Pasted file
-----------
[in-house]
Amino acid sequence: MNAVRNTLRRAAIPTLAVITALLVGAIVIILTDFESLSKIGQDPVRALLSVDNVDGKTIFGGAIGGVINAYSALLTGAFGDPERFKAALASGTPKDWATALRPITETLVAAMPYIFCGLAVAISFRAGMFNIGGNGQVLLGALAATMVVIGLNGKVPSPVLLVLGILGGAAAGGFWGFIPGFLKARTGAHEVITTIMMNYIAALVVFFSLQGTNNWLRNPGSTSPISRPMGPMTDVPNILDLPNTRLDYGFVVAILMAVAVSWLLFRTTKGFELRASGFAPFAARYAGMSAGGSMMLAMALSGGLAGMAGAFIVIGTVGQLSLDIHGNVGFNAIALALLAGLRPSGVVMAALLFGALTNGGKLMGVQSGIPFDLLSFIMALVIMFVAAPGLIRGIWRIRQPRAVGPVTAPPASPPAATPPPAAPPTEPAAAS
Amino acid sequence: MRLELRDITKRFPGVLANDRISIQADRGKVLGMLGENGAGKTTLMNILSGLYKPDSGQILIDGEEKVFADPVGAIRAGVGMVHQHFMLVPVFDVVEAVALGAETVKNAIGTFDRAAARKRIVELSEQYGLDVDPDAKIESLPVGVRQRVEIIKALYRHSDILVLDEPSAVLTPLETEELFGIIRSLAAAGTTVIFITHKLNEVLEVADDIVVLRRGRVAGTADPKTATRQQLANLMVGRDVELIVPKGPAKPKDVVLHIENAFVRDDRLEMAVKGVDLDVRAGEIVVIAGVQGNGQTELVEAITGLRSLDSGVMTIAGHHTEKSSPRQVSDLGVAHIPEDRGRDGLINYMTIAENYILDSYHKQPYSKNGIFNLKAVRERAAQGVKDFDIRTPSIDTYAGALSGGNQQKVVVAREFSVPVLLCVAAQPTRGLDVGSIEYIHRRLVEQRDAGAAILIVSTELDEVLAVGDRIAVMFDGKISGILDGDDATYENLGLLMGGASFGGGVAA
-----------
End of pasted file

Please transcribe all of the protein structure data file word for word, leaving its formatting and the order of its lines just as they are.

[in-house]
Amino acid sequence: MNAVRNTLRRAAIPTLAVITALLVGAIVIILTDFESLSKIGQDPVRALLSVDNVDGKTIFGGAIGGVINAYSALLTGAFGDPERFKAALASGTPKDWATALRPITETLVAAMPYIFCGLAVAISFRAGMFNIGGNGQVLLGALAATMVVIGLNGKVPSPVLLVLGILGGAAAGGFWGFIPGFLKARTGAHEVITTIMMNYIAALVVFFSLQGTNNWLRNPGSTSPISRPMGPMTDVPNILDLPNTRLDYGFVVAILMAVAVSWLLFRTTKGFELRASGFAPFAARYAGMSAGGSMMLAMALSGGLAGMAGAFIVIGTVGQLSLDIHGNVGFNAIALALLAGLRPSGVVMAALLFGALTNGGKLMGVQSGIPFDLLSFIMALVIMFVAAPGLIRGIWRIRQPRAVGPVTAPPASPPAATPPPAAPPTEPAAAS
Amino acid sequence: MRLELRDITKRFPGVLANDRISIQADRGKVLGMLGENGAGKTTLMNILSGLYKPDSGQILIDGEEKVFADPVGAIRAGVGMVHQHFMLVPVFDVVEAVALGAETVKNAIGTFDRAAARKRIVELSEQYGLDVDPDAKIESLPVGVRQRVEIIKALYRHSDILVLDEPSAVLTPLETEELFGIIRSLAAAGTTVIFITHKLNEVLEVADDIVVLRRGRVAGTADPKTATRQQLANLMVGRDVELIVPKGPAKPKDVVLHIENAFVRDDRLEMAVKGVDLDVRAGEIVVIAGVQGNGQTELVEAITGLRSLDSGVMTIAGHHTEKSSPRQVSDLGVAHIPEDRGRDGLINYMTIAENYILDSYHKQPYSKNGIFNLKAVRERAAQGVKDFDIRTPSIDTYAGALSGGNQQKVVVAREFSVPVLLCVAAQPTRGLDVGSIEYIHRRLVEQRDAGAAILIVSTELDEVLAVGDRIAVMFDGKISGILDGDDATYENLGLLMGGASFGGGVAA